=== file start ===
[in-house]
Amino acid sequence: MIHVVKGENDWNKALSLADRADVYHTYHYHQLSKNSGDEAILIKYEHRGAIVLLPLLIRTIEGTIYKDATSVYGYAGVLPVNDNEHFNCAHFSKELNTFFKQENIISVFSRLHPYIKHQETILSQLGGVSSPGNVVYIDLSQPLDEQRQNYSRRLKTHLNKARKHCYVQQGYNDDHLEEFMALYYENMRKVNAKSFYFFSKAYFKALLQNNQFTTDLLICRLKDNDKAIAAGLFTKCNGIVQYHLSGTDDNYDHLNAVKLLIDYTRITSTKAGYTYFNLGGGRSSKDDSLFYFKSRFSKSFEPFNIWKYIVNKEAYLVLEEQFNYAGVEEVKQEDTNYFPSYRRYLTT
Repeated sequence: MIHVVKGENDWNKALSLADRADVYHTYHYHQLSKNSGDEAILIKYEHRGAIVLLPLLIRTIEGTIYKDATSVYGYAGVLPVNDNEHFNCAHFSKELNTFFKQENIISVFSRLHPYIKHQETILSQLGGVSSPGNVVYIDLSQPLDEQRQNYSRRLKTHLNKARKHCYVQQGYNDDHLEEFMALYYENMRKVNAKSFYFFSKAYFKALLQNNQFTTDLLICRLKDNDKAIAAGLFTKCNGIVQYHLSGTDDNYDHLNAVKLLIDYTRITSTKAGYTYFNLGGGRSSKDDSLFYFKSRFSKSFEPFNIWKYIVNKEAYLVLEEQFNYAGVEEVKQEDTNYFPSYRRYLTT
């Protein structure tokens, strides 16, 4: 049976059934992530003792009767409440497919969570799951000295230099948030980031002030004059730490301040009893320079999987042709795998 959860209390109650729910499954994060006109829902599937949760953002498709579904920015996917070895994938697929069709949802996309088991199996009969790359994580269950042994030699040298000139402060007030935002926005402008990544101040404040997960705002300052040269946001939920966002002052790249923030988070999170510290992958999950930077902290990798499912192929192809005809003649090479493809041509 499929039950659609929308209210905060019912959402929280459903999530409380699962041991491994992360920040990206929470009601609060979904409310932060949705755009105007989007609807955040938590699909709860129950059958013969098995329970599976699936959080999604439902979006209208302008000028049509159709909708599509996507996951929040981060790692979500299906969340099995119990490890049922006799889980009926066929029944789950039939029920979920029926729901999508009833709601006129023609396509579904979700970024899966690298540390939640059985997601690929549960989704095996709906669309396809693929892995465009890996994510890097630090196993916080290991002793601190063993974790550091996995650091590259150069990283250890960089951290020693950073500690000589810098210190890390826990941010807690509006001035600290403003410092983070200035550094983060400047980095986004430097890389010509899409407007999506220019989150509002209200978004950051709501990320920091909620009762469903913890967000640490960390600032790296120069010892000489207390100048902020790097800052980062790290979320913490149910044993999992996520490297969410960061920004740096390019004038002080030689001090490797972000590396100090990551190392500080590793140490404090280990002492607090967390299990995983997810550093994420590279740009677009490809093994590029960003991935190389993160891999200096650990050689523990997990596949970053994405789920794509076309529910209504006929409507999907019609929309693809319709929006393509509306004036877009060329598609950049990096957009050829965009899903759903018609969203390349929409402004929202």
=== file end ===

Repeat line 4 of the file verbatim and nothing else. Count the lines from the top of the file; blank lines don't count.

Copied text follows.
């Protein structure tokens, strides 16, 4: 049976059934992530003792009767409440497919969570799951000295230099948030980031002030004059730490301040009893320079999987042709795998 959860209390109650729910499954994060006109829902599937949760953002498709579904920015996917070895994938697929069709949802996309088991199996009969790359994580269950042994030699040298000139402060007030935002926005402008990544101040404040997960705002300052040269946001939920966002002052790249923030988070999170510290992958999950930077902290990798499912192929192809005809003649090479493809041509 499929039950659609929308209210905060019912959402929280459903999530409380699962041991491994992360920040990206929470009601609060979904409310932060949705755009105007989007609807955040938590699909709860129950059958013969098995329970599976699936959080999604439902979006209208302008000028049509159709909708599509996507996951929040981060790692979500299906969340099995119990490890049922006799889980009926066929029944789950039939029920979920029926729901999508009833709601006129023609396509579904979700970024899966690298540390939640059985997601690929549960989704095996709906669309396809693929892995465009890996994510890097630090196993916080290991002793601190063993974790550091996995650091590259150069990283250890960089951290020693950073500690000589810098210190890390826990941010807690509006001035600290403003410092983070200035550094983060400047980095986004430097890389010509899409407007999506220019989150509002209200978004950051709501990320920091909620009762469903913890967000640490960390600032790296120069010892000489207390100048902020790097800052980062790290979320913490149910044993999992996520490297969410960061920004740096390019004038002080030689001090490797972000590396100090990551190392500080590793140490404090280990002492607090967390299990995983997810550093994420590279740009677009490809093994590029960003991935190389993160891999200096650990050689523990997990596949970053994405789920794509076309529910209504006929409507999907019609929309693809319709929006393509509306004036877009060329598609950049990096957009050829965009899903759903018609969203390349929409402004929202």